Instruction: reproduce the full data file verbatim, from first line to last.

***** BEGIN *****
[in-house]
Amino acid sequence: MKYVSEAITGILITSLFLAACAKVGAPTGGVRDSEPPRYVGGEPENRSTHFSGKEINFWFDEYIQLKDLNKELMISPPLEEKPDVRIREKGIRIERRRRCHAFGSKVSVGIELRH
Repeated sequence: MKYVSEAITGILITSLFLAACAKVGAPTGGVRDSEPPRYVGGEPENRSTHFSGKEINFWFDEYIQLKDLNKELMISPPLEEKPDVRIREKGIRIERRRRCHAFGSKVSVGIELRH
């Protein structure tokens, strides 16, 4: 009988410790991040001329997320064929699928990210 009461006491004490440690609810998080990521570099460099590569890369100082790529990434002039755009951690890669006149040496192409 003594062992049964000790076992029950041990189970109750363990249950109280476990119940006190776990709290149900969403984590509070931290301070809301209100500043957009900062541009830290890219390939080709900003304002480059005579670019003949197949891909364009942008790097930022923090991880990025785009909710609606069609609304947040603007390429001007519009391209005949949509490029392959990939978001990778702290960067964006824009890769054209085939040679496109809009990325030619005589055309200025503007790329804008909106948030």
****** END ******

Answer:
[in-house]
Amino acid sequence: MKYVSEAITGILITSLFLAACAKVGAPTGGVRDSEPPRYVGGEPENRSTHFSGKEINFWFDEYIQLKDLNKELMISPPLEEKPDVRIREKGIRIERRRRCHAFGSKVSVGIELRH
Repeated sequence: MKYVSEAITGILITSLFLAACAKVGAPTGGVRDSEPPRYVGGEPENRSTHFSGKEINFWFDEYIQLKDLNKELMISPPLEEKPDVRIREKGIRIERRRRCHAFGSKVSVGIELRH
């Protein structure tokens, strides 16, 4: 009988410790991040001329997320064929699928990210 009461006491004490440690609810998080990521570099460099590569890369100082790529990434002039755009951690890669006149040496192409 003594062992049964000790076992029950041990189970109750363990249950109280476990119940006190776990709290149900969403984590509070931290301070809301209100500043957009900062541009830290890219390939080709900003304002480059005579670019003949197949891909364009942008790097930022923090991880990025785009909710609606069609609304947040603007390429001007519009391209005949949509490029392959990939978001990778702290960067964006824009890769054209085939040679496109809009990325030619005589055309200025503007790329804008909106948030």